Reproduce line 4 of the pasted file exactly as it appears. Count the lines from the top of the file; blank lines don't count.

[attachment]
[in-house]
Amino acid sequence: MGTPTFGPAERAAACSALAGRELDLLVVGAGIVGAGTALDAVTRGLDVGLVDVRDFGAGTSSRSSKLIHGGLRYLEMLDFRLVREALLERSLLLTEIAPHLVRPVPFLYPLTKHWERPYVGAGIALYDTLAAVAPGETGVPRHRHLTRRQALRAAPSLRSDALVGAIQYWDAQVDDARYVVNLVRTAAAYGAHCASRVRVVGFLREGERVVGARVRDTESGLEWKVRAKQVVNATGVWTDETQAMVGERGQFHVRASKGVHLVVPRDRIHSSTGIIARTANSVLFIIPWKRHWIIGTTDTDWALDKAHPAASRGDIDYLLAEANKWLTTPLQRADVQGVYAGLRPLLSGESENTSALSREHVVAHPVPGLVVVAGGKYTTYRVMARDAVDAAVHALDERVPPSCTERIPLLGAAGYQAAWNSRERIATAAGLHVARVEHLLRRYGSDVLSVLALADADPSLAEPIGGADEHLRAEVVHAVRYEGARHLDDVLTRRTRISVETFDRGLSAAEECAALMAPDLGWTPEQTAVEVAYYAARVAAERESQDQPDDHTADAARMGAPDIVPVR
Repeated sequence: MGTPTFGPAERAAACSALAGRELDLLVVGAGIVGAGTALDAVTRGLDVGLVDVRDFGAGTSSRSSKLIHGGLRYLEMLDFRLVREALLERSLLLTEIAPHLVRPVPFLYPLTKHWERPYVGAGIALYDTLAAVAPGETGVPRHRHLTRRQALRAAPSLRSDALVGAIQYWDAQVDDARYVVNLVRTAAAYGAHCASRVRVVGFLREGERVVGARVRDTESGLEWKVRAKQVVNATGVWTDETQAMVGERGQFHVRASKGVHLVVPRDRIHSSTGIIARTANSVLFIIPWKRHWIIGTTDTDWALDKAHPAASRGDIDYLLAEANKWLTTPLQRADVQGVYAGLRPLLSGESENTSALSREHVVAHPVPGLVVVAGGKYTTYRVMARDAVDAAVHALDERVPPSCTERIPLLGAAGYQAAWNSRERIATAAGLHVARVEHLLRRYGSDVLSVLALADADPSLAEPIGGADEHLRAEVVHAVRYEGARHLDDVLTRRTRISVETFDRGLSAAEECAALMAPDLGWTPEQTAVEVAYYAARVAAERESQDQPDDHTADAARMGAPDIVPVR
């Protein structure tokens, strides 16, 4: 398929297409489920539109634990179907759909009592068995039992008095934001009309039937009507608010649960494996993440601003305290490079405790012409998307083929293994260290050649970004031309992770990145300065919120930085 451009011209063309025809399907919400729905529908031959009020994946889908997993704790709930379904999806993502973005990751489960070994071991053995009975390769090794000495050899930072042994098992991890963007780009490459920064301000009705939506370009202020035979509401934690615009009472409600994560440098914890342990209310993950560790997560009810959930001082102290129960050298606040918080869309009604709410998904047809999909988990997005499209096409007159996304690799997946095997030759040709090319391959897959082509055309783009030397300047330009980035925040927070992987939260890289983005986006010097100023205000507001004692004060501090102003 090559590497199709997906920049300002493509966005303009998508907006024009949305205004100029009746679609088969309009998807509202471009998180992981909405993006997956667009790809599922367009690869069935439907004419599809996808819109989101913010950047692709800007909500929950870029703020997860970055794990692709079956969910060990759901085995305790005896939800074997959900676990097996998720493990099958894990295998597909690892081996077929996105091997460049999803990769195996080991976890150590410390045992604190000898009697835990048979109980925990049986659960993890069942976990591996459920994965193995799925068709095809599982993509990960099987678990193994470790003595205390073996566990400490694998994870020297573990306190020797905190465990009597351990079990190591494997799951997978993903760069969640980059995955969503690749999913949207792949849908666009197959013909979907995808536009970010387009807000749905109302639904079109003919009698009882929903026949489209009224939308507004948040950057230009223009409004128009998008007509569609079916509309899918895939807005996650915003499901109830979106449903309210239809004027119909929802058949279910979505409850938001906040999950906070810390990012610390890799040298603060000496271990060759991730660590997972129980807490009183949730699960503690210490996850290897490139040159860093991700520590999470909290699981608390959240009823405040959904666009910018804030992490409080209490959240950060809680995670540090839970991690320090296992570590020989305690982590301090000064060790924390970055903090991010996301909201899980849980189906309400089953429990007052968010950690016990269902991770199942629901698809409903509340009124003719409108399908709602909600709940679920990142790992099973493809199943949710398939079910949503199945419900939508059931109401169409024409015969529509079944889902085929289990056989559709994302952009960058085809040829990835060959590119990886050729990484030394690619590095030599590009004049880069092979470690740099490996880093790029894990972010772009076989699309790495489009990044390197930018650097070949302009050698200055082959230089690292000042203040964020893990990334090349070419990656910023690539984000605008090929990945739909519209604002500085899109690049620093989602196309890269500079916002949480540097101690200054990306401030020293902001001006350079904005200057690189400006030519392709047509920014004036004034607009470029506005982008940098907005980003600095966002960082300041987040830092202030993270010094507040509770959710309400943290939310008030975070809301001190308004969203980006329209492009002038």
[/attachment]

């Protein structure tokens, strides 16, 4: 398929297409489920539109634990179907759909009592068995039992008095934001009309039937009507608010649960494996993440601003305290490079405790012409998307083929293994260290050649970004031309992770990145300065919120930085 451009011209063309025809399907919400729905529908031959009020994946889908997993704790709930379904999806993502973005990751489960070994071991053995009975390769090794000495050899930072042994098992991890963007780009490459920064301000009705939506370009202020035979509401934690615009009472409600994560440098914890342990209310993950560790997560009810959930001082102290129960050298606040918080869309009604709410998904047809999909988990997005499209096409007159996304690799997946095997030759040709090319391959897959082509055309783009030397300047330009980035925040927070992987939260890289983005986006010097100023205000507001004692004060501090102003 090559590497199709997906920049300002493509966005303009998508907006024009949305205004100029009746679609088969309009998807509202471009998180992981909405993006997956667009790809599922367009690869069935439907004419599809996808819109989101913010950047692709800007909500929950870029703020997860970055794990692709079956969910060990759901085995305790005896939800074997959900676990097996998720493990099958894990295998597909690892081996077929996105091997460049999803990769195996080991976890150590410390045992604190000898009697835990048979109980925990049986659960993890069942976990591996459920994965193995799925068709095809599982993509990960099987678990193994470790003595205390073996566990400490694998994870020297573990306190020797905190465990009597351990079990190591494997799951997978993903760069969640980059995955969503690749999913949207792949849908666009197959013909979907995808536009970010387009807000749905109302639904079109003919009698009882929903026949489209009224939308507004948040950057230009223009409004128009998008007509569609079916509309899918895939807005996650915003499901109830979106449903309210239809004027119909929802058949279910979505409850938001906040999950906070810390990012610390890799040298603060000496271990060759991730660590997972129980807490009183949730699960503690210490996850290897490139040159860093991700520590999470909290699981608390959240009823405040959904666009910018804030992490409080209490959240950060809680995670540090839970991690320090296992570590020989305690982590301090000064060790924390970055903090991010996301909201899980849980189906309400089953429990007052968010950690016990269902991770199942629901698809409903509340009124003719409108399908709602909600709940679920990142790992099973493809199943949710398939079910949503199945419900939508059931109401169409024409015969529509079944889902085929289990056989559709994302952009960058085809040829990835060959590119990886050729990484030394690619590095030599590009004049880069092979470690740099490996880093790029894990972010772009076989699309790495489009990044390197930018650097070949302009050698200055082959230089690292000042203040964020893990990334090349070419990656910023690539984000605008090929990945739909519209604002500085899109690049620093989602196309890269500079916002949480540097101690200054990306401030020293902001001006350079904005200057690189400006030519392709047509920014004036004034607009470029506005982008940098907005980003600095966002960082300041987040830092202030993270010094507040509770959710309400943290939310008030975070809301001190308004969203980006329209492009002038």